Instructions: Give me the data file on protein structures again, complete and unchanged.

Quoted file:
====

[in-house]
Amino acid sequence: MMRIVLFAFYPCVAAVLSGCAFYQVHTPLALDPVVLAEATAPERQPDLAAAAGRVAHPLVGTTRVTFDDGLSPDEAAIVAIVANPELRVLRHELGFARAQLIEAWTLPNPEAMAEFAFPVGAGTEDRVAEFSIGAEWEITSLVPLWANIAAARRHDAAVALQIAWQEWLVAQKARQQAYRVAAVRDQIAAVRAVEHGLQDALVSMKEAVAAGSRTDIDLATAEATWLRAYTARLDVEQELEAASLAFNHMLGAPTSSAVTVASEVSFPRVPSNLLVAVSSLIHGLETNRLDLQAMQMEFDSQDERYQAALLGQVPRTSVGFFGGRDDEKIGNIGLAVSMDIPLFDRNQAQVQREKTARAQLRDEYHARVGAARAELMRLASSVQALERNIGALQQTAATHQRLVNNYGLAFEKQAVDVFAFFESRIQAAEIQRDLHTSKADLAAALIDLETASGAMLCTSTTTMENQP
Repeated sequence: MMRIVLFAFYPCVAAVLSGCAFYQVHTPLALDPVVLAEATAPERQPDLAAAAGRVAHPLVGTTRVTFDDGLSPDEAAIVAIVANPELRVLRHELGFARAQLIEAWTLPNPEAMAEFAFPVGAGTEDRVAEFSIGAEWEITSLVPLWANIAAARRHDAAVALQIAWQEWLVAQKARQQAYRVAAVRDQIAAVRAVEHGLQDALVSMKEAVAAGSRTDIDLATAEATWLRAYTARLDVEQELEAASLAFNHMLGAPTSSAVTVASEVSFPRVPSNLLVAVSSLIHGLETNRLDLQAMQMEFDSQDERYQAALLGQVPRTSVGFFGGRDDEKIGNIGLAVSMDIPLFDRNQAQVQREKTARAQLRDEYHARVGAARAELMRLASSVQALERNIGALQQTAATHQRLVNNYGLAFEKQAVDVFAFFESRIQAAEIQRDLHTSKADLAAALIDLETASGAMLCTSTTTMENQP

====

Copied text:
[in-house]
Amino acid sequence: MMRIVLFAFYPCVAAVLSGCAFYQVHTPLALDPVVLAEATAPERQPDLAAAAGRVAHPLVGTTRVTFDDGLSPDEAAIVAIVANPELRVLRHELGFARAQLIEAWTLPNPEAMAEFAFPVGAGTEDRVAEFSIGAEWEITSLVPLWANIAAARRHDAAVALQIAWQEWLVAQKARQQAYRVAAVRDQIAAVRAVEHGLQDALVSMKEAVAAGSRTDIDLATAEATWLRAYTARLDVEQELEAASLAFNHMLGAPTSSAVTVASEVSFPRVPSNLLVAVSSLIHGLETNRLDLQAMQMEFDSQDERYQAALLGQVPRTSVGFFGGRDDEKIGNIGLAVSMDIPLFDRNQAQVQREKTARAQLRDEYHARVGAARAELMRLASSVQALERNIGALQQTAATHQRLVNNYGLAFEKQAVDVFAFFESRIQAAEIQRDLHTSKADLAAALIDLETASGAMLCTSTTTMENQP
Repeated sequence: MMRIVLFAFYPCVAAVLSGCAFYQVHTPLALDPVVLAEATAPERQPDLAAAAGRVAHPLVGTTRVTFDDGLSPDEAAIVAIVANPELRVLRHELGFARAQLIEAWTLPNPEAMAEFAFPVGAGTEDRVAEFSIGAEWEITSLVPLWANIAAARRHDAAVALQIAWQEWLVAQKARQQAYRVAAVRDQIAAVRAVEHGLQDALVSMKEAVAAGSRTDIDLATAEATWLRAYTARLDVEQELEAASLAFNHMLGAPTSSAVTVASEVSFPRVPSNLLVAVSSLIHGLETNRLDLQAMQMEFDSQDERYQAALLGQVPRTSVGFFGGRDDEKIGNIGLAVSMDIPLFDRNQAQVQREKTARAQLRDEYHARVGAARAELMRLASSVQALERNIGALQQTAATHQRLVNNYGLAFEKQAVDVFAFFESRIQAAEIQRDLHTSKADLAAALIDLETASGAMLCTSTTTMENQP